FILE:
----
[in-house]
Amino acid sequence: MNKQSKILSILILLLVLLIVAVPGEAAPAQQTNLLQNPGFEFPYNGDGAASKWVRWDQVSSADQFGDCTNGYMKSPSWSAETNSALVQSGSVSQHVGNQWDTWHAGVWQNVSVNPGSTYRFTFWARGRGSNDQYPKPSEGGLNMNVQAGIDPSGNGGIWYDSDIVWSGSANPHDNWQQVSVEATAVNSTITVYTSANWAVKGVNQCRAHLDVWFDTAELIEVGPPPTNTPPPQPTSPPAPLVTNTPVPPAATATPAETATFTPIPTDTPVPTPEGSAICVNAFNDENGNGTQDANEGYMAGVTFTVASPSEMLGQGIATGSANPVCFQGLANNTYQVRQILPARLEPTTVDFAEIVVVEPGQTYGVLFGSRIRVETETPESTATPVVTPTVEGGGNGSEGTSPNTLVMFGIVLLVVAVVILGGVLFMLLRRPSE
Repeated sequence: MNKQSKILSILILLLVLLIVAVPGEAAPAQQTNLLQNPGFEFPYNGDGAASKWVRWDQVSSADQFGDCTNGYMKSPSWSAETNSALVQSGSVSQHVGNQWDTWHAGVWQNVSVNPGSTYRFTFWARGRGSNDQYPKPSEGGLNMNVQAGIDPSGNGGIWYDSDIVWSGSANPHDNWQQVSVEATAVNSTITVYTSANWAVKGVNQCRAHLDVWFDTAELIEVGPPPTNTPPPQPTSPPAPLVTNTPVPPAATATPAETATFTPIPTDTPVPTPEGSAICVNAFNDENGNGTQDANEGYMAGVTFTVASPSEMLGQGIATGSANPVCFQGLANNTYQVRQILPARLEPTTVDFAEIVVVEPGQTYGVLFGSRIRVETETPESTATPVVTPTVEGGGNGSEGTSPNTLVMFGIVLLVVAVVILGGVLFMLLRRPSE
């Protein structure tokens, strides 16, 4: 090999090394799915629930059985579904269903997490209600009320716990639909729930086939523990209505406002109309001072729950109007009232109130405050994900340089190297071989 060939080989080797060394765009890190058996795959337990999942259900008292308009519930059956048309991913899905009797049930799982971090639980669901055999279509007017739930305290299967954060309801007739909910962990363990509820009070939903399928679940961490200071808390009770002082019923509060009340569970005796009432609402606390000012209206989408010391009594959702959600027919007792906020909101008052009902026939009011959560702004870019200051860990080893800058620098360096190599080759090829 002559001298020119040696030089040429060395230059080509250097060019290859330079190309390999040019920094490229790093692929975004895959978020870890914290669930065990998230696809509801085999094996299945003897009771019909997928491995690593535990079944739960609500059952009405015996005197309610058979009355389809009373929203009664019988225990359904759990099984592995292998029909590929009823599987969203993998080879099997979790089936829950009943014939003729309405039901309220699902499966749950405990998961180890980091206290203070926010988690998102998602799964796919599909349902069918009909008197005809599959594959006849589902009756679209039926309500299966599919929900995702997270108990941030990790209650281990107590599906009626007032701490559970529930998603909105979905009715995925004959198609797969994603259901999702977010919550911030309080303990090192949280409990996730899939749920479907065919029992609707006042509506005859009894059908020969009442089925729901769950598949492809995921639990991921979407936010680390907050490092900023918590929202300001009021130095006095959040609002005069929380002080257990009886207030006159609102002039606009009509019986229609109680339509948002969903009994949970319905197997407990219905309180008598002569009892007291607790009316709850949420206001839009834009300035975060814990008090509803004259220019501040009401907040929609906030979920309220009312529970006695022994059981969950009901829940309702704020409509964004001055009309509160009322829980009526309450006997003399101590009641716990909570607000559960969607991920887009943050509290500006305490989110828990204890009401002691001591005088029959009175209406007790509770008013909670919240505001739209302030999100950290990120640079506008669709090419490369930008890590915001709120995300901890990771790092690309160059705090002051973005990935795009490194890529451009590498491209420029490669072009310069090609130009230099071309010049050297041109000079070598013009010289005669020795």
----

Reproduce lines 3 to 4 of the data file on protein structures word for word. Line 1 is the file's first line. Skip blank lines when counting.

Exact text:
Repeated sequence: MNKQSKILSILILLLVLLIVAVPGEAAPAQQTNLLQNPGFEFPYNGDGAASKWVRWDQVSSADQFGDCTNGYMKSPSWSAETNSALVQSGSVSQHVGNQWDTWHAGVWQNVSVNPGSTYRFTFWARGRGSNDQYPKPSEGGLNMNVQAGIDPSGNGGIWYDSDIVWSGSANPHDNWQQVSVEATAVNSTITVYTSANWAVKGVNQCRAHLDVWFDTAELIEVGPPPTNTPPPQPTSPPAPLVTNTPVPPAATATPAETATFTPIPTDTPVPTPEGSAICVNAFNDENGNGTQDANEGYMAGVTFTVASPSEMLGQGIATGSANPVCFQGLANNTYQVRQILPARLEPTTVDFAEIVVVEPGQTYGVLFGSRIRVETETPESTATPVVTPTVEGGGNGSEGTSPNTLVMFGIVLLVVAVVILGGVLFMLLRRPSE
């Protein structure tokens, strides 16, 4: 090999090394799915629930059985579904269903997490209600009320716990639909729930086939523990209505406002109309001072729950109007009232109130405050994900340089190297071989 060939080989080797060394765009890190058996795959337990999942259900008292308009519930059956048309991913899905009797049930799982971090639980669901055999279509007017739930305290299967954060309801007739909910962990363990509820009070939903399928679940961490200071808390009770002082019923509060009340569970005796009432609402606390000012209206989408010391009594959702959600027919007792906020909101008052009902026939009011959560702004870019200051860990080893800058620098360096190599080759090829 002559001298020119040696030089040429060395230059080509250097060019290859330079190309390999040019920094490229790093692929975004895959978020870890914290669930065990998230696809509801085999094996299945003897009771019909997928491995690593535990079944739960609500059952009405015996005197309610058979009355389809009373929203009664019988225990359904759990099984592995292998029909590929009823599987969203993998080879099997979790089936829950009943014939003729309405039901309220699902499966749950405990998961180890980091206290203070926010988690998102998602799964796919599909349902069918009909008197005809599959594959006849589902009756679209039926309500299966599919929900995702997270108990941030990790209650281990107590599906009626007032701490559970529930998603909105979905009715995925004959198609797969994603259901999702977010919550911030309080303990090192949280409990996730899939749920479907065919029992609707006042509506005859009894059908020969009442089925729901769950598949492809995921639990991921979407936010680390907050490092900023918590929202300001009021130095006095959040609002005069929380002080257990009886207030006159609102002039606009009509019986229609109680339509948002969903009994949970319905197997407990219905309180008598002569009892007291607790009316709850949420206001839009834009300035975060814990008090509803004259220019501040009401907040929609906030979920309220009312529970006695022994059981969950009901829940309702704020409509964004001055009309509160009322829980009526309450006997003399101590009641716990909570607000559960969607991920887009943050509290500006305490989110828990204890009401002691001591005088029959009175209406007790509770008013909670919240505001739209302030999100950290990120640079506008669709090419490369930008890590915001709120995300901890990771790092690309160059705090002051973005990935795009490194890529451009590498491209420029490669072009310069090609130009230099071309010049050297041109000079070598013009010289005669020795």